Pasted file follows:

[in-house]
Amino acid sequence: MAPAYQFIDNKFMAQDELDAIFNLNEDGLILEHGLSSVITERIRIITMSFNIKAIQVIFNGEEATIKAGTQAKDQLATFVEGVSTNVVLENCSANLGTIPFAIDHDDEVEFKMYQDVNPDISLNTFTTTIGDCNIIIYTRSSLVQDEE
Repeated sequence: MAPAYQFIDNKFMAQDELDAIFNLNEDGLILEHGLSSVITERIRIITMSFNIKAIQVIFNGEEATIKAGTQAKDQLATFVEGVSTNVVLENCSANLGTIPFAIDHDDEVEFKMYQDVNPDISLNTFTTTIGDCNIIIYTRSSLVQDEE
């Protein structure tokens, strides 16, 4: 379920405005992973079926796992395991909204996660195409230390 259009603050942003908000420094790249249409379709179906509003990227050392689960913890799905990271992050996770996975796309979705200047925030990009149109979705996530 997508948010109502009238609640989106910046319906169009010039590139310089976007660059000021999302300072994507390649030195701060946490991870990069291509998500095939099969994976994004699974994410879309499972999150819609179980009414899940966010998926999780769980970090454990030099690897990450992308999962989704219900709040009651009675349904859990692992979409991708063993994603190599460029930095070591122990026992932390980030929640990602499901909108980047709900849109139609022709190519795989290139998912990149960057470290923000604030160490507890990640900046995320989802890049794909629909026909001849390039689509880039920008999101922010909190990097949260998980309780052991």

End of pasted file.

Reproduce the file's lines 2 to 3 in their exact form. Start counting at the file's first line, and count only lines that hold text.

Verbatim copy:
Amino acid sequence: MAPAYQFIDNKFMAQDELDAIFNLNEDGLILEHGLSSVITERIRIITMSFNIKAIQVIFNGEEATIKAGTQAKDQLATFVEGVSTNVVLENCSANLGTIPFAIDHDDEVEFKMYQDVNPDISLNTFTTTIGDCNIIIYTRSSLVQDEE
Repeated sequence: MAPAYQFIDNKFMAQDELDAIFNLNEDGLILEHGLSSVITERIRIITMSFNIKAIQVIFNGEEATIKAGTQAKDQLATFVEGVSTNVVLENCSANLGTIPFAIDHDDEVEFKMYQDVNPDISLNTFTTTIGDCNIIIYTRSSLVQDEE